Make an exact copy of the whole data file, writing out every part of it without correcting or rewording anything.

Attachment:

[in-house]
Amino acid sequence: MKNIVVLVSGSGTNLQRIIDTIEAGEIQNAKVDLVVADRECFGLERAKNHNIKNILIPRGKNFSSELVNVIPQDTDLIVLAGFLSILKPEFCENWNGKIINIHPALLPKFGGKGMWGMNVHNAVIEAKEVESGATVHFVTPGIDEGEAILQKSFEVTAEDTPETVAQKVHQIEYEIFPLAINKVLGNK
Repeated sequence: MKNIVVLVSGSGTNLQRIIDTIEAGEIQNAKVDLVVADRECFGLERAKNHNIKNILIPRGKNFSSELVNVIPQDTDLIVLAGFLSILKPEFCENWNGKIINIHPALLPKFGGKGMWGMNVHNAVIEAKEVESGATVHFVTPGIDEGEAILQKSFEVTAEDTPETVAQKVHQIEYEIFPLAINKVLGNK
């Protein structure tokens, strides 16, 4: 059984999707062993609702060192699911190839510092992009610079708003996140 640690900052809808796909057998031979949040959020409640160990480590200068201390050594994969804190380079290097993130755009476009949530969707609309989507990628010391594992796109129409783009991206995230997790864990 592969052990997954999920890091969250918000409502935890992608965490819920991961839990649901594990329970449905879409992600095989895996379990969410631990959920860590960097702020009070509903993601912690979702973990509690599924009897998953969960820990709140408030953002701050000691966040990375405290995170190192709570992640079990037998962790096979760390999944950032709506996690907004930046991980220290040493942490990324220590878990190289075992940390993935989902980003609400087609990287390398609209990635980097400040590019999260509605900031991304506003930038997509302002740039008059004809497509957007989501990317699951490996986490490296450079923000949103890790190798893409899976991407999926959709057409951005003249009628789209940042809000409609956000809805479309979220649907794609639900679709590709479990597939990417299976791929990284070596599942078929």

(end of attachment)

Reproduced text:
[in-house]
Amino acid sequence: MKNIVVLVSGSGTNLQRIIDTIEAGEIQNAKVDLVVADRECFGLERAKNHNIKNILIPRGKNFSSELVNVIPQDTDLIVLAGFLSILKPEFCENWNGKIINIHPALLPKFGGKGMWGMNVHNAVIEAKEVESGATVHFVTPGIDEGEAILQKSFEVTAEDTPETVAQKVHQIEYEIFPLAINKVLGNK
Repeated sequence: MKNIVVLVSGSGTNLQRIIDTIEAGEIQNAKVDLVVADRECFGLERAKNHNIKNILIPRGKNFSSELVNVIPQDTDLIVLAGFLSILKPEFCENWNGKIINIHPALLPKFGGKGMWGMNVHNAVIEAKEVESGATVHFVTPGIDEGEAILQKSFEVTAEDTPETVAQKVHQIEYEIFPLAINKVLGNK
């Protein structure tokens, strides 16, 4: 059984999707062993609702060192699911190839510092992009610079708003996140 640690900052809808796909057998031979949040959020409640160990480590200068201390050594994969804190380079290097993130755009476009949530969707609309989507990628010391594992796109129409783009991206995230997790864990 592969052990997954999920890091969250918000409502935890992608965490819920991961839990649901594990329970449905879409992600095989895996379990969410631990959920860590960097702020009070509903993601912690979702973990509690599924009897998953969960820990709140408030953002701050000691966040990375405290995170190192709570992640079990037998962790096979760390999944950032709506996690907004930046991980220290040493942490990324220590878990190289075992940390993935989902980003609400087609990287390398609209990635980097400040590019999260509605900031991304506003930038997509302002740039008059004809497509957007989501990317699951490996986490490296450079923000949103890790190798893409899976991407999926959709057409951005003249009628789209940042809000409609956000809805479309979220649907794609639900679709590709479990597939990417299976791929990284070596599942078929």